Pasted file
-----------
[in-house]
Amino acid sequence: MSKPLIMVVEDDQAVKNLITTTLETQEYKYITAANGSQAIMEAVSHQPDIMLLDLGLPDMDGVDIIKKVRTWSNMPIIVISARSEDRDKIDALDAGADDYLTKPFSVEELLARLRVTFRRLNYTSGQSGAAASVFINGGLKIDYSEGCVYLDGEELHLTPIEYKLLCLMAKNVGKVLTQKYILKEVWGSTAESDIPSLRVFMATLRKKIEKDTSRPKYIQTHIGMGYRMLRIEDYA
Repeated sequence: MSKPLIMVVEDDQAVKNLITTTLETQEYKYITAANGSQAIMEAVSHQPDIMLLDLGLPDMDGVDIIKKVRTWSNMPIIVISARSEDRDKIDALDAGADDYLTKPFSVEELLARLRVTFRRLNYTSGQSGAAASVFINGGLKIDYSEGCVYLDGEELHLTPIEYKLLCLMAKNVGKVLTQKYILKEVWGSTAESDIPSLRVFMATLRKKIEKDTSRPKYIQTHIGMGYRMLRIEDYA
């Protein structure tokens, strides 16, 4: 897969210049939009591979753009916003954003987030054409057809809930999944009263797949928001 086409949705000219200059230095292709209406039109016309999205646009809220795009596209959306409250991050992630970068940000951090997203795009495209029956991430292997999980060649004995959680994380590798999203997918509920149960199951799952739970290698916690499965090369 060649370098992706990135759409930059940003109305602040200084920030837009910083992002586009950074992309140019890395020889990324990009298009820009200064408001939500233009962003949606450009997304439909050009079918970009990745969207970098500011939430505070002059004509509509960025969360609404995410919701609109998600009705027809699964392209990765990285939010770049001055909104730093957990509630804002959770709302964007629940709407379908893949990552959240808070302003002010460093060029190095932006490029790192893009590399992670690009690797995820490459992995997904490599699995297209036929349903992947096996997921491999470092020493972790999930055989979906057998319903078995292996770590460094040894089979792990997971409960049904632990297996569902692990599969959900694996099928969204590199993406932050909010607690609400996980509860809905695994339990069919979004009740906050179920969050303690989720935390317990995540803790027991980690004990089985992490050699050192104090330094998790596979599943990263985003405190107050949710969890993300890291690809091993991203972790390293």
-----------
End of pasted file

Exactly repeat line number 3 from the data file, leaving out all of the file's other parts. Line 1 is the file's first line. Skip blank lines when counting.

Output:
Repeated sequence: MSKPLIMVVEDDQAVKNLITTTLETQEYKYITAANGSQAIMEAVSHQPDIMLLDLGLPDMDGVDIIKKVRTWSNMPIIVISARSEDRDKIDALDAGADDYLTKPFSVEELLARLRVTFRRLNYTSGQSGAAASVFINGGLKIDYSEGCVYLDGEELHLTPIEYKLLCLMAKNVGKVLTQKYILKEVWGSTAESDIPSLRVFMATLRKKIEKDTSRPKYIQTHIGMGYRMLRIEDYA